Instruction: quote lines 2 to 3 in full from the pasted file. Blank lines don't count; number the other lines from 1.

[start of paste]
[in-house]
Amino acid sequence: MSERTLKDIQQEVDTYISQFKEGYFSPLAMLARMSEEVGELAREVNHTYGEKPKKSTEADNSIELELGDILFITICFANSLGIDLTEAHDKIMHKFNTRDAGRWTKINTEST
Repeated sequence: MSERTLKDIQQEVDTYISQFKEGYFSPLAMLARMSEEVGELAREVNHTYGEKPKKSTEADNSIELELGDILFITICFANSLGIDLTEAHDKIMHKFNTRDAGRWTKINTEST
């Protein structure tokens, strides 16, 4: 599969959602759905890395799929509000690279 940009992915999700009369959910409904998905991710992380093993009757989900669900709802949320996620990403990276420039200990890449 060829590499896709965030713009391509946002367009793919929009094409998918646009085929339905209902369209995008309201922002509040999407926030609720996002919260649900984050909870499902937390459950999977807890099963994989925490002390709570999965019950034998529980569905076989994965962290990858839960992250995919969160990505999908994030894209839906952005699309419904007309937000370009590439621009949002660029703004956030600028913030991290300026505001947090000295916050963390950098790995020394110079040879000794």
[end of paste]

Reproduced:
Amino acid sequence: MSERTLKDIQQEVDTYISQFKEGYFSPLAMLARMSEEVGELAREVNHTYGEKPKKSTEADNSIELELGDILFITICFANSLGIDLTEAHDKIMHKFNTRDAGRWTKINTEST
Repeated sequence: MSERTLKDIQQEVDTYISQFKEGYFSPLAMLARMSEEVGELAREVNHTYGEKPKKSTEADNSIELELGDILFITICFANSLGIDLTEAHDKIMHKFNTRDAGRWTKINTEST